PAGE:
The Kiplings and India: A Collection of Writings from British India, 1870-1900

Our Theatricals (Rudyard Kipling, 1886)

        Snuffley is our great actor—the mainstay of our theatrical world.  Little need to tell you that, though, for of course he's well known all over India as a man of great histrionic ability.  Wherever Snuffley goes, he is to be found the day after his arrival running about the station trying to find out who acts.   This year he got away for a time to a small hill station, and after the usual enquiries, delivered himself in his usual sanguine way.  It is a characteristic of Snuffley, that he is always sanguine.
        "Mrs. de la Maine coming up do you say?  Grand actress that!  Tooth of 'Ours' here now, Mrs. Squaring and Miss Squeezer?  Ever seen Miss Squeezer act?  I have not myself but they say she's good.  Then there's yourself and myself.  Let's see me now, how many's that now" as he tells them off on his fingers.  "Oh! first class!  Capital!  We'll have some ripping theatricals this reason, won't we old chap? In about a fortnight's time Snuffley went the rounds.  All the expected articles had arrived, and the great actor was eloquent.  "Must start something you know," is what he said.  Eventually he surrounded himself with a-dozen or more bound books of plays, an odd hundred or so librettos, and devoted some hours to selection.  Convinced at last of the right play, as one in which each character was exactly suited to his proposed company, he sent it round with a nice little note, asking each severally to take the particular part he named.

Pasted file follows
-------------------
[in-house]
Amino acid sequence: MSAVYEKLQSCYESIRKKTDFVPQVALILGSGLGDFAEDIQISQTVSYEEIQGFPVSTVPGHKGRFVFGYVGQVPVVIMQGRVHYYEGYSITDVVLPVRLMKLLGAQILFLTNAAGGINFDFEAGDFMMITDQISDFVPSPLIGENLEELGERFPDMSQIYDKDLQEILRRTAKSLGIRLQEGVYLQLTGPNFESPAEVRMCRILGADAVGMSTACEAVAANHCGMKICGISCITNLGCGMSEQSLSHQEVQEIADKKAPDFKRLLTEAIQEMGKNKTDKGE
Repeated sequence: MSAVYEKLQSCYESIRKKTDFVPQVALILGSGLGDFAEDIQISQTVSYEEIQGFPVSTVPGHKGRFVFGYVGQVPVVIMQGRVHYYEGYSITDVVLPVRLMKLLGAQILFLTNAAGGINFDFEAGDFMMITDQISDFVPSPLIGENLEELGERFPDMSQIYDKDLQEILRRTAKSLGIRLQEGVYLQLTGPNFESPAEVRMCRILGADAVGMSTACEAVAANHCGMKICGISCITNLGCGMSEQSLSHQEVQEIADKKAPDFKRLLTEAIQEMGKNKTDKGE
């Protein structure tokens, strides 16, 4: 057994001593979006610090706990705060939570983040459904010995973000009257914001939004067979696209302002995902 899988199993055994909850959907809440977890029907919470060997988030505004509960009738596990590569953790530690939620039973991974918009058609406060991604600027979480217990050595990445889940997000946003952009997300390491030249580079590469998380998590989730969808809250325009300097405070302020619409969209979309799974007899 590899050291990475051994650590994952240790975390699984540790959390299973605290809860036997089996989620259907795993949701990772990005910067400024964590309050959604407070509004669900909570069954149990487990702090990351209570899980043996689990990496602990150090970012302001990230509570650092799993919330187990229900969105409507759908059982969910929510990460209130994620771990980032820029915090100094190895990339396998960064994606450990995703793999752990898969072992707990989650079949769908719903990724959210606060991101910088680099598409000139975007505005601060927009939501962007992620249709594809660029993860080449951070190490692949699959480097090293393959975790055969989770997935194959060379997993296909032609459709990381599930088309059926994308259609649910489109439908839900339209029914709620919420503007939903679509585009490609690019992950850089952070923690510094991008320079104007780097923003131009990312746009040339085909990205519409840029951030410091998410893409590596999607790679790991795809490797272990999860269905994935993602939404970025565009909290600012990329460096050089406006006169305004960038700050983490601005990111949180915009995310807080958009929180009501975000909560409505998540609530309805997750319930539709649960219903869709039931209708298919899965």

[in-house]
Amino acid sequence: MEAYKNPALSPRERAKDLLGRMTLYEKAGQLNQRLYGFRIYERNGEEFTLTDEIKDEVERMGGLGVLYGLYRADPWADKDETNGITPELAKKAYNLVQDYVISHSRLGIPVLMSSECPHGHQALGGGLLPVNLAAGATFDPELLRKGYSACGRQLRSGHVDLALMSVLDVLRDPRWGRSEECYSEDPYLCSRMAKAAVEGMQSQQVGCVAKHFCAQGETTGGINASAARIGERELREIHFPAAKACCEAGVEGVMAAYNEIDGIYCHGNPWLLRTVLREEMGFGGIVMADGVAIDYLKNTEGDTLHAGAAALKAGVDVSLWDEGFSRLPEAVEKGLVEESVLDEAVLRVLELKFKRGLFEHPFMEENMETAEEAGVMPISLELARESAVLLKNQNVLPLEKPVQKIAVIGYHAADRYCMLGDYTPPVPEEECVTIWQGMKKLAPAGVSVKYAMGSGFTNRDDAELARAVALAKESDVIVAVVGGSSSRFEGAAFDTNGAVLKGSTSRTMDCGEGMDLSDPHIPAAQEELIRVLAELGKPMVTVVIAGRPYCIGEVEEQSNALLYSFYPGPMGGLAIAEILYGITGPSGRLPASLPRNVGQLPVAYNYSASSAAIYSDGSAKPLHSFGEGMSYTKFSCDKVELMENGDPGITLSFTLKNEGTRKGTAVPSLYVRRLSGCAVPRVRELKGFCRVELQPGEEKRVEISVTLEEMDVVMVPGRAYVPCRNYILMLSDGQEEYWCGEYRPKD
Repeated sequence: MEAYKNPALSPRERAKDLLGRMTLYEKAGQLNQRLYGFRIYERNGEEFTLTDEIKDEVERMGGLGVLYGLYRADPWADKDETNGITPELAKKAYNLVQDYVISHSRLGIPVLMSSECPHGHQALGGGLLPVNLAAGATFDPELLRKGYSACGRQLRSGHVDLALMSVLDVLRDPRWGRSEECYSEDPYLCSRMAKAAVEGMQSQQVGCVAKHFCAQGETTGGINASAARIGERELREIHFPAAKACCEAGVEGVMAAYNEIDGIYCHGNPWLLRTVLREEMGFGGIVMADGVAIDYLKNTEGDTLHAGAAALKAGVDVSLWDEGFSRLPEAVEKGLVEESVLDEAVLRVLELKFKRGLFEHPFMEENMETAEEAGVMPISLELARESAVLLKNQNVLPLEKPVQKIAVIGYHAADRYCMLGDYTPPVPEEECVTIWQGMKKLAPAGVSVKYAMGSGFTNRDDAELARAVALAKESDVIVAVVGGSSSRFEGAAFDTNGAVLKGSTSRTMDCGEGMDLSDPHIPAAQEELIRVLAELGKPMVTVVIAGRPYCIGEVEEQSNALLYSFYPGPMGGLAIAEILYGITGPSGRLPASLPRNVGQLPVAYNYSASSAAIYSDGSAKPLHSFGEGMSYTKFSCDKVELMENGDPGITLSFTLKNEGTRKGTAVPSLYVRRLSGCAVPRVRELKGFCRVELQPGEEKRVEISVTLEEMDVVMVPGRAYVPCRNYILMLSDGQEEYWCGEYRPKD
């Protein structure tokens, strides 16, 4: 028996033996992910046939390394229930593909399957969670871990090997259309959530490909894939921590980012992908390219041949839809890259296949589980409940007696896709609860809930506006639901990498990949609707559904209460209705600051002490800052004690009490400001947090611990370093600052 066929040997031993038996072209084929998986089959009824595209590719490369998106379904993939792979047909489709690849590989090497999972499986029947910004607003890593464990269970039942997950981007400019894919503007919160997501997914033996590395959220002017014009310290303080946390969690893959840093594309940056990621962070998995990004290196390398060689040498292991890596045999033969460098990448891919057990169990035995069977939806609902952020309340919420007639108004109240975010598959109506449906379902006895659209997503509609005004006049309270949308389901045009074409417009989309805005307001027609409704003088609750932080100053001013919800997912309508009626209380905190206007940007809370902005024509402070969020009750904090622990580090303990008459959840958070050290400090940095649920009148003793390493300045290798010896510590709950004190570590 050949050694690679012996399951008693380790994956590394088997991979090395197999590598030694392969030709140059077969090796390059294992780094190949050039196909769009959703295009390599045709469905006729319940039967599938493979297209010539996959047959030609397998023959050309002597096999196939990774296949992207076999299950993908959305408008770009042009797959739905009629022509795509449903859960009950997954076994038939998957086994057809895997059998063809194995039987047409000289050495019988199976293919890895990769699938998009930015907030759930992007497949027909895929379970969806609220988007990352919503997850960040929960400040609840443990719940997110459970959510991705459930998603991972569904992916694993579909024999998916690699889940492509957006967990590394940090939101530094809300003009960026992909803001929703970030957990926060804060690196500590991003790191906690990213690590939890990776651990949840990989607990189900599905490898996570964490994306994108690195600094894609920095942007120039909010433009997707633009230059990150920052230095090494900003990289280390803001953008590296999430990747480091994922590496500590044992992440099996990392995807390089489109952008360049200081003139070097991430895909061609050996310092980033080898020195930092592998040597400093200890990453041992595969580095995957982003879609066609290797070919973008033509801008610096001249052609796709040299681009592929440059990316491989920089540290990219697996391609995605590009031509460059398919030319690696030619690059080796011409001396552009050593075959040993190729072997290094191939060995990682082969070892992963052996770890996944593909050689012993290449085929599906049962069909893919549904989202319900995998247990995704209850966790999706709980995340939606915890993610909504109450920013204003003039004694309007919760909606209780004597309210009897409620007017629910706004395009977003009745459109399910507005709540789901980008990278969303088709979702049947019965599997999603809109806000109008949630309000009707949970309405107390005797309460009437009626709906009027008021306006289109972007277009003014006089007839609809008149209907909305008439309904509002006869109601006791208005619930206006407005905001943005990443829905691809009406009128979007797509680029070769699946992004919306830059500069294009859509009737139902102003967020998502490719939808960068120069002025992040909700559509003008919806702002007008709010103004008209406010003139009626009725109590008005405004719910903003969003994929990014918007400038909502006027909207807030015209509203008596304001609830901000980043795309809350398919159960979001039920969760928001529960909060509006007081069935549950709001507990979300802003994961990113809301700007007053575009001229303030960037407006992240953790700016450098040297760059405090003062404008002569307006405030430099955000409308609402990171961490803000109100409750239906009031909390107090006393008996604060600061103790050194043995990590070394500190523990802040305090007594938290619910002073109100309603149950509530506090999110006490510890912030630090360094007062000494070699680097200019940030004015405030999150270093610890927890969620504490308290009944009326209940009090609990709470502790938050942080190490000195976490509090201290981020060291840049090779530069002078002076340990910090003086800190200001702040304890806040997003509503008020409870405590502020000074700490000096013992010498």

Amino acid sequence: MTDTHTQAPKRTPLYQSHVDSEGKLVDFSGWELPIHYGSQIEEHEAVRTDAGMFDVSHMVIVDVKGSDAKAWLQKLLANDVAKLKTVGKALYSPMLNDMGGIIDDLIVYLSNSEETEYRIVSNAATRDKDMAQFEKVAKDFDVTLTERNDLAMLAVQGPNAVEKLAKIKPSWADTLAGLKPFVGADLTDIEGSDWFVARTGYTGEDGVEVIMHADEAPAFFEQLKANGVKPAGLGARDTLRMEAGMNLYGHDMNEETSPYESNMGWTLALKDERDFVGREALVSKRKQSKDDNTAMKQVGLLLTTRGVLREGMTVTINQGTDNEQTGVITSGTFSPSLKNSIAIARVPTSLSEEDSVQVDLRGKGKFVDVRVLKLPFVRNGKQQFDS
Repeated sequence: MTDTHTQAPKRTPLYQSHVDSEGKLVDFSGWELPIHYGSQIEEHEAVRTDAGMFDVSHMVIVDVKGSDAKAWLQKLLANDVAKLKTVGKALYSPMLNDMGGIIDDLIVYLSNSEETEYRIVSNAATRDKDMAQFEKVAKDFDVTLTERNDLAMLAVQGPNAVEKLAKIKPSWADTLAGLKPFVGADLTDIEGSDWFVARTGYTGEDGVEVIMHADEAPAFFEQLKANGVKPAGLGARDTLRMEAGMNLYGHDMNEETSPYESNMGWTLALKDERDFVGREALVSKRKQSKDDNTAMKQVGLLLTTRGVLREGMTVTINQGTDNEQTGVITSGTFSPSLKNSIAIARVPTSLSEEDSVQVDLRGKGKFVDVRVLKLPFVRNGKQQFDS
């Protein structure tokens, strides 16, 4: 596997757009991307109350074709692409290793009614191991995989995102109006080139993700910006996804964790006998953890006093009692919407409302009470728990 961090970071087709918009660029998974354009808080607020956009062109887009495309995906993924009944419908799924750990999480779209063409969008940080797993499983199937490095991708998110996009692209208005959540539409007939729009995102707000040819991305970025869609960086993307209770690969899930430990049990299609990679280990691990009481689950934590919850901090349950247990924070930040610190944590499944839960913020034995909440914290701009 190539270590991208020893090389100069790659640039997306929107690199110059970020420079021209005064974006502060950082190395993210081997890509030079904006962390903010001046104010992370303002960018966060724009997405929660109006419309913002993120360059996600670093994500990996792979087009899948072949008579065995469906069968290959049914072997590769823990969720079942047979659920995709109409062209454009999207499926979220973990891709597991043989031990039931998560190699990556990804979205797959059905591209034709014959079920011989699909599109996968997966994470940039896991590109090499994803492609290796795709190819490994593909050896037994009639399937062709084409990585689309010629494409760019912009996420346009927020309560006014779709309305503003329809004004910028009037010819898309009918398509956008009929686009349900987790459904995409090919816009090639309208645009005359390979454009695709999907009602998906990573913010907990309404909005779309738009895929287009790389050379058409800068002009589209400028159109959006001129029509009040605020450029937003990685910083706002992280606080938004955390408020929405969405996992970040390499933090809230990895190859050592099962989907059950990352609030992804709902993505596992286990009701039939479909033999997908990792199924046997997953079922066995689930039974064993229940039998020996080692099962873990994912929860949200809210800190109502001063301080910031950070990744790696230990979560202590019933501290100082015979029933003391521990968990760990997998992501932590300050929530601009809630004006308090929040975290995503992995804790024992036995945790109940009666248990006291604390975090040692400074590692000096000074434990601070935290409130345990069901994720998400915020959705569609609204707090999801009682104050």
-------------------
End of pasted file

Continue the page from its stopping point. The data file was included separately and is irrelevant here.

But Tomkyns knew the piece, and refused to take any other part than the very one that Snuffley had chosen for himself, on the portraying of which he particularly prided himself.  Mrs. de la Maine and Mrs. Squaring, as befitted their great names on the Indian stage.  Both declined to act at all, unless they were each given the best part.  "Mind you, Mr. Snuffley, the  best."  And hoodwinked they would not be, though Snuffley did his level best to persuade them both—when he got them apart—that the part he had chosen for them was simply made  for them. "You've got all the best 'hits' you know—'fact, to my mind its the best part in the whole piece.  And it wasn't any good when he got very much the same answer from each. "It's all very well to say that's a good part, Mr. Snuffley, I know better. I've acted too often to be palmed off with that; no, I'll take the part of Lady Thingamebob or none at all."  
       Now Snuffley was wise in his generation, and having pondered over the matter, he became convinced that it was impossible that both ladies could take the same character; so with a hope that time and persuasion might in the end work matters right in that quarter, he passed on to Miss Squeezer.  Miss Squeezer asked to be allowed to read the play through, as—well, of course, she must have seen it before—she'd quite forgotten it.  Snuffley sent her the book.  She kept it for week, while Snuffley foamed with impatience, and then sent a very sweet little reply. 
       "Dear Mr. Snuffley, 
       I think the play a capital one, and I have read it through most carefully, "Marion de l'Orme" is the only part that would suit me, and I shall be very happy to take it if you can get no one else." 
                                                                                                                      Yours sincerely,